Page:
This is an examination of the YouTube debate on the merits of Feminism between feminist Dr. Kristi Winters and anti-feminist Carl Benjamin, a.k.a., Sargon of Akkad, on April 30, 2016 (I had hoped to have this completed in a more timely fashion, but personal circumstances delayed me). Unlike the travesty of “debates” that exist nowadays, this was a genuine effort between the two parties to engage in a formalized process that included proper argumentation, rebuttal, and citation of sources.
As some people may know who’ve read me before, I’ve been absolutely incensed with what’s been happening on university and college campuses now (probably taking things a bit more personally than I should, but then again, probably not). I’ve been mortified about how we are losing the struggle for academic inquiry on many topics, chief among them feminism, and seeing a good-faith effort to engage in this way was a good thing.
This blog is a bit long (no… really, it’s long), so I’ve broken it down into three parts (see Part 2 and Part 3 if you want to skip to either of them). If you’re interested grab a cup of coffee (or tea, or beer keg, or wine cellar) and buckle in. We may be here a while. Or not (you may not have even gotten this far).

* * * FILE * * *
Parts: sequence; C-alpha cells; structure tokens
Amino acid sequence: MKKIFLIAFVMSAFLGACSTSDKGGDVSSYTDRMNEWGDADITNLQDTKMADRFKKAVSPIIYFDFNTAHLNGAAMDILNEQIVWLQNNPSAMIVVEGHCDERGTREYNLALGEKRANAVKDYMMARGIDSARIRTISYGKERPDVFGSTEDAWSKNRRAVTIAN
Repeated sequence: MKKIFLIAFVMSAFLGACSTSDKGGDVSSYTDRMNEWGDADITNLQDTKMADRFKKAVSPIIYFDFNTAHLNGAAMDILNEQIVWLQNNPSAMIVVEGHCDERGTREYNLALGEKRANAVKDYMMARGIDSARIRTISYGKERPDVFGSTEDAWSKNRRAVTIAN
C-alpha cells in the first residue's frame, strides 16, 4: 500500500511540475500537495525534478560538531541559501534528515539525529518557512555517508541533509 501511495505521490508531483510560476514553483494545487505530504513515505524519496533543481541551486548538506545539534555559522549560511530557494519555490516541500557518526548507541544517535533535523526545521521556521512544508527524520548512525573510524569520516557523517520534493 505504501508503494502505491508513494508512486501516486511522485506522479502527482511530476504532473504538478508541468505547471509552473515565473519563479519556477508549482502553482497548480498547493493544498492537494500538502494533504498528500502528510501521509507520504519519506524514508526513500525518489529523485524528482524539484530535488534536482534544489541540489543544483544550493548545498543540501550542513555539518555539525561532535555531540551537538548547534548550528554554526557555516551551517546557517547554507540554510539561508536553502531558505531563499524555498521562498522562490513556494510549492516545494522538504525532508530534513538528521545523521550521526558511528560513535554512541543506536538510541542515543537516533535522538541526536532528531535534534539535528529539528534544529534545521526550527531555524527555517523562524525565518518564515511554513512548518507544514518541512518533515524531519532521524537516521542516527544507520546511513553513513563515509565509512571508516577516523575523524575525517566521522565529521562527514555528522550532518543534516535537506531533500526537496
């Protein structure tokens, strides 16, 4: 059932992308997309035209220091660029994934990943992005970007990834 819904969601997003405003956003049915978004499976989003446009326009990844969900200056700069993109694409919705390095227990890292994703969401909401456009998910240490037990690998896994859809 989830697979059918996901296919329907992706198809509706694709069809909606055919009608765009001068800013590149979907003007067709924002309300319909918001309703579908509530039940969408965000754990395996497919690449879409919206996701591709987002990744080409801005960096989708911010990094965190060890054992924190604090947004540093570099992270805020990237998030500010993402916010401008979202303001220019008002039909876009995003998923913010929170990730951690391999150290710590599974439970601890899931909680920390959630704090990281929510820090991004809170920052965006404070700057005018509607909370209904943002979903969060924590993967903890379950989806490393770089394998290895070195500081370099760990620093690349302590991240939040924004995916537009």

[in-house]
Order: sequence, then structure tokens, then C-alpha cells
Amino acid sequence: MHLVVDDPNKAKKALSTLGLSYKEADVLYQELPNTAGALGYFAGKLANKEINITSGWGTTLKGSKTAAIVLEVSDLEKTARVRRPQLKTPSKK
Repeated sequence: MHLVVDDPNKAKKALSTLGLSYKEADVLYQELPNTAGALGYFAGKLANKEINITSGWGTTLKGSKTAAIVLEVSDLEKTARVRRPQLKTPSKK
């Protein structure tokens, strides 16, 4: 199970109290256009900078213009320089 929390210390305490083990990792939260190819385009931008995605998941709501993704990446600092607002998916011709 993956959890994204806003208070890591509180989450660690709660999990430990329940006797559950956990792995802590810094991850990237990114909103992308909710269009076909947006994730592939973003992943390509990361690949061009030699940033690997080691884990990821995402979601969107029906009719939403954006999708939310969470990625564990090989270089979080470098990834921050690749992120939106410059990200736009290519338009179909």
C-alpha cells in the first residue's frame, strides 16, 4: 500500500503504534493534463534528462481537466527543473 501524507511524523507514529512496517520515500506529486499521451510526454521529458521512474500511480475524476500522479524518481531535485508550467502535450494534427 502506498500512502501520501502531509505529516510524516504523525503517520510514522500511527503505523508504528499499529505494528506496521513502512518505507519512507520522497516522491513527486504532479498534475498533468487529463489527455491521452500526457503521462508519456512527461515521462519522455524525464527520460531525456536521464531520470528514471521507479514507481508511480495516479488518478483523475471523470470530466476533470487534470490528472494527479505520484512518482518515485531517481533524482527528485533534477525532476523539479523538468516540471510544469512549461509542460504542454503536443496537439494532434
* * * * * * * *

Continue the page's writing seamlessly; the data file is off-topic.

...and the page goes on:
The video above is about an hour and a half long, though the debate itself only lasted around 45 minutes (if you do watch this video, I do recommend watching/listening until the complete end – the Q&A section is what really makes the experience worthwhile).
While I tried to write this blog without having the video as a prerequisite, it should go without saying that the analysis will make a great deal more sense if you have.
What We’re Going To Examine
My analysis is going to discuss the nature of the debate, highlighting the main points of each participant, and then providing some commentary on the particular choices.
I don’t have the tools to break down and edit specific video portions of the debate, which is somewhat disappointing because I think there are some excerpts that can be taken individually without losing the context.
In this part, we’ll take a look at the art of debate itself, because for those who have not engaged in anything other than a pub discussion, the format can be a bit awkward and daunting.